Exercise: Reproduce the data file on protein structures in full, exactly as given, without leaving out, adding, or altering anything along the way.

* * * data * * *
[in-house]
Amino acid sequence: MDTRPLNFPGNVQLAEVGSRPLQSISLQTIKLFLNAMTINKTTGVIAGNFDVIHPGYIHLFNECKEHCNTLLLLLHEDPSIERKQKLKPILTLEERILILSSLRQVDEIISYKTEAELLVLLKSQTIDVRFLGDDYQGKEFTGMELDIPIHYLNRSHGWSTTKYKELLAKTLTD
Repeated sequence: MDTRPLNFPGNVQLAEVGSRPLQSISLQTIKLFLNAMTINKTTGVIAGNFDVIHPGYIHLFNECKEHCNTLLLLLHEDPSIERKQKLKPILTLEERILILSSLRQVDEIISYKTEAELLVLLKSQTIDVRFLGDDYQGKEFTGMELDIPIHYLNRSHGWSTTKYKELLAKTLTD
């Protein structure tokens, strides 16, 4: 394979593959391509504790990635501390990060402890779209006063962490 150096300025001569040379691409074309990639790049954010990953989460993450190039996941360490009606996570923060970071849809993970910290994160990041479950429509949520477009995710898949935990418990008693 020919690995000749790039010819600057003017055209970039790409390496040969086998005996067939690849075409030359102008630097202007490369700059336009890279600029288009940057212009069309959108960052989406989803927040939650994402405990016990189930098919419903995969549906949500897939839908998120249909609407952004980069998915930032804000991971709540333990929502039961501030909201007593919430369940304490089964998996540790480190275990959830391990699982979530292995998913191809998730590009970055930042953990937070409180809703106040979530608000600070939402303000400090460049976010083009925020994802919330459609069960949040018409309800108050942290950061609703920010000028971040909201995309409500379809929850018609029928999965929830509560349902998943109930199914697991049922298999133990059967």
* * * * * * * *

[in-house]
Amino acid sequence: MDTRPLNFPGNVQLAEVGSRPLQSISLQTIKLFLNAMTINKTTGVIAGNFDVIHPGYIHLFNECKEHCNTLLLLLHEDPSIERKQKLKPILTLEERILILSSLRQVDEIISYKTEAELLVLLKSQTIDVRFLGDDYQGKEFTGMELDIPIHYLNRSHGWSTTKYKELLAKTLTD
Repeated sequence: MDTRPLNFPGNVQLAEVGSRPLQSISLQTIKLFLNAMTINKTTGVIAGNFDVIHPGYIHLFNECKEHCNTLLLLLHEDPSIERKQKLKPILTLEERILILSSLRQVDEIISYKTEAELLVLLKSQTIDVRFLGDDYQGKEFTGMELDIPIHYLNRSHGWSTTKYKELLAKTLTD
């Protein structure tokens, strides 16, 4: 394979593959391509504790990635501390990060402890779209006063962490 150096300025001569040379691409074309990639790049954010990953989460993450190039996941360490009606996570923060970071849809993970910290994160990041479950429509949520477009995710898949935990418990008693 020919690995000749790039010819600057003017055209970039790409390496040969086998005996067939690849075409030359102008630097202007490369700059336009890279600029288009940057212009069309959108960052989406989803927040939650994402405990016990189930098919419903995969549906949500897939839908998120249909609407952004980069998915930032804000991971709540333990929502039961501030909201007593919430369940304490089964998996540790480190275990959830391990699982979530292995998913191809998730590009970055930042953990937070409180809703106040979530608000600070939402303000400090460049976010083009925020994802919330459609069960949040018409309800108050942290950061609703920010000028971040909201995309409500379809929850018609029928999965929830509560349902998943109930199914697991049922298999133990059967």